Kalezian:

shameduser:
This is relevant.

http://tvtropes.org/pmwiki/pmwiki.php/Main/EverythingsSquishierWithCephalopods

Like Rick Rolling except your trapped all day.

oh no, another tv tropes link, how will I ever escape it?

....with THIS!

http://theglen.livejournal.com/16735.html

You're terrible. Now I have to reread the entire thing. At least TV Tropes only traps you for a day at most.

OT: The article seems like real science trying to get attention by sounding more exciting than it is. The whole self-portrait thing was probably coincidental, like sitting in the sand leaving a "self-portrait" of you. The octopus probably just grabbed the remains of its prey and placed them around itself.

That being said, it's cool that we can say Kraken in relation to science.

Aprilgold:

*snipped*

Is that a real movie? WHERE CAN I FIND IT!

Netflix has it on streaming!

Giant kraken? As opposed to an ordinary-size one?

Zachary Amaranth:
He studied under Dr Daniel Jackson.

To be fair in that universe Dr. Jackson was right...

Jabberwock xeno:

Related: http://arstechnica.com/science/news/2011/10/the-giant-prehistoric-squid-that-ate-common-sense.ars

to the people who keep linking this; Awwww, how cute. he thinks only scientific relevancy should dictate what stories are run on the news. And investigative reporting collected from several sources, my my what a novel idea. That the news shouldn't be facilitators of hype. oh, he is just precious.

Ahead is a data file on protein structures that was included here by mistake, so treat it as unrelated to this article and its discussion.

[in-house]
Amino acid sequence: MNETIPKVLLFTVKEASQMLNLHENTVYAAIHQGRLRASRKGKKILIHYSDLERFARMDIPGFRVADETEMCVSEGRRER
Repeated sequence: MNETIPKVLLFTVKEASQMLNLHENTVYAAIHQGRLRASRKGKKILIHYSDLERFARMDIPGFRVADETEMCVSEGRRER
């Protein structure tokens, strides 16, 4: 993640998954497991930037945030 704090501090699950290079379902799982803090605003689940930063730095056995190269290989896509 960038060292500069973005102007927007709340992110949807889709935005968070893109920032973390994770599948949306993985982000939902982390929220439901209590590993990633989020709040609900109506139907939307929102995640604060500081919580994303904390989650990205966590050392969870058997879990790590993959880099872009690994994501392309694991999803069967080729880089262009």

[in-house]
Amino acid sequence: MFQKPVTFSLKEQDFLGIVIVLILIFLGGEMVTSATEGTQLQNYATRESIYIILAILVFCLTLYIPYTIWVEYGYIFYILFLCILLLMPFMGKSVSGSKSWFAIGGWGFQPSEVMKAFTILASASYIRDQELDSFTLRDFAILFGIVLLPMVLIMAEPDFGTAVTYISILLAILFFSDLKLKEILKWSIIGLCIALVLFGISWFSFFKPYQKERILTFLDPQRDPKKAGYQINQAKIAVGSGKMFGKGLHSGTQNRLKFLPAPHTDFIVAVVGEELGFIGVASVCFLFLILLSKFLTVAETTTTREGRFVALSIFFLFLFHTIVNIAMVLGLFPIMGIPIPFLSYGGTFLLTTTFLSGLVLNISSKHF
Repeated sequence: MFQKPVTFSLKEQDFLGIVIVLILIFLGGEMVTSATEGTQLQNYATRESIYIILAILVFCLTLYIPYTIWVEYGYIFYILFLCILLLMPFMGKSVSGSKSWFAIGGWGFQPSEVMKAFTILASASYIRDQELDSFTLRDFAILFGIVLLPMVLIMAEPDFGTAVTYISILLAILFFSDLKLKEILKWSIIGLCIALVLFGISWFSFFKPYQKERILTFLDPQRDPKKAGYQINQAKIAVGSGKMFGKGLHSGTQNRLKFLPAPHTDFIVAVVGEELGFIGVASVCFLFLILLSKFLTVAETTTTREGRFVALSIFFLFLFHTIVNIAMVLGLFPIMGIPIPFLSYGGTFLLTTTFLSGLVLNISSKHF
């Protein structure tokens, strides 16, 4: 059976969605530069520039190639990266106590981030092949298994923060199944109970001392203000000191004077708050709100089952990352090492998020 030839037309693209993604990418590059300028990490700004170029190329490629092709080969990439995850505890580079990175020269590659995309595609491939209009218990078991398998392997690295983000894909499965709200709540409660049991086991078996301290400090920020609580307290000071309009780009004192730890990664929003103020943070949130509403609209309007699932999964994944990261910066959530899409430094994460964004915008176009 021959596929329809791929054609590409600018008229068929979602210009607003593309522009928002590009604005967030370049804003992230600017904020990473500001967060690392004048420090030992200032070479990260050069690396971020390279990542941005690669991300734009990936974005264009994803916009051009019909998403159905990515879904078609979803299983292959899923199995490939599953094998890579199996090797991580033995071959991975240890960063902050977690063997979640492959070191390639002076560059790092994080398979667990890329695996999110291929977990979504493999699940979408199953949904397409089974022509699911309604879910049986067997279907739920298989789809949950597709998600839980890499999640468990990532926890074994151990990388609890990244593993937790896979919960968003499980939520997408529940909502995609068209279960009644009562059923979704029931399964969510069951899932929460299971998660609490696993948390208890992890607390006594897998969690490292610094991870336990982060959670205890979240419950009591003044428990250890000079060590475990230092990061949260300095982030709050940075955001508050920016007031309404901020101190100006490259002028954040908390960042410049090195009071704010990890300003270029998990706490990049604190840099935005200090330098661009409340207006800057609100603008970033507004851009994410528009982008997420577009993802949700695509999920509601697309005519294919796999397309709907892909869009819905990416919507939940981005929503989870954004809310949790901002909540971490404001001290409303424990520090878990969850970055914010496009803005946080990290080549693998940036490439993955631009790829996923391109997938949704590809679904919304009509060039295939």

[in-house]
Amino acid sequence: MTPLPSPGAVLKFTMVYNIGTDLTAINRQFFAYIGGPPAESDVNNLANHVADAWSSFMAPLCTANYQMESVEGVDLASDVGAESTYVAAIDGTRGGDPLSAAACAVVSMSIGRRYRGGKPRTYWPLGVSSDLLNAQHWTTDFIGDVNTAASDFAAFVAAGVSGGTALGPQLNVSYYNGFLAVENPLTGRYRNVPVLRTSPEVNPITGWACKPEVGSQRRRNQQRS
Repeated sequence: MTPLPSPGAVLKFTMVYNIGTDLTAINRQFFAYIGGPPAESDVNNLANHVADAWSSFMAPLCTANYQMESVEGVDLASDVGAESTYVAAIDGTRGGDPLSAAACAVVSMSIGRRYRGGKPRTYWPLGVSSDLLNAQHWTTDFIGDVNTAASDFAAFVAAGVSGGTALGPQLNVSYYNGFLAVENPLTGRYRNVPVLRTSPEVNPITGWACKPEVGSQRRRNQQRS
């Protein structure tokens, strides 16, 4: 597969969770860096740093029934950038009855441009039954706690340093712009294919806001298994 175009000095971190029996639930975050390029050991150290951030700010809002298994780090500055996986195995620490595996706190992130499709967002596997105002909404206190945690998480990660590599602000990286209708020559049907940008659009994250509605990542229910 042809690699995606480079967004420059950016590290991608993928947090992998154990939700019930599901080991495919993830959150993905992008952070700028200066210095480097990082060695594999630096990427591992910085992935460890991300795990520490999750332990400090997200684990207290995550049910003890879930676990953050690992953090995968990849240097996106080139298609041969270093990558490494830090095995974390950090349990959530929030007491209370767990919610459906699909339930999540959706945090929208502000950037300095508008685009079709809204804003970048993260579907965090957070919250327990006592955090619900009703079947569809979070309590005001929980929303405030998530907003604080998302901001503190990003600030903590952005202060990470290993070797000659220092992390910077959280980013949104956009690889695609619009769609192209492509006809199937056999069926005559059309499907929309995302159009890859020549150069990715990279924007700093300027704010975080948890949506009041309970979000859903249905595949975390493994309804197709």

Listen we once had journalistic integrity, it used to matter. But frankly news doesn't do great in the ratings and by god the channels need viewers to stay there and watch it. So they are going to report a giant F-ing squid. Sorry that the game, 90% percent of americans want there to be a giant squid so maybe the fantasy of our economic, social and political structures actually working might be true too. Or at least it will distract away from those failings for a little while. Is there much evidence? not really. Is this guy a crackpot, most probably. but reporting a crazy guy has a crazy theory with more holes than camp greenlake that'll be debunked soon isn't as attention grabbing as "They found a real life kraken!"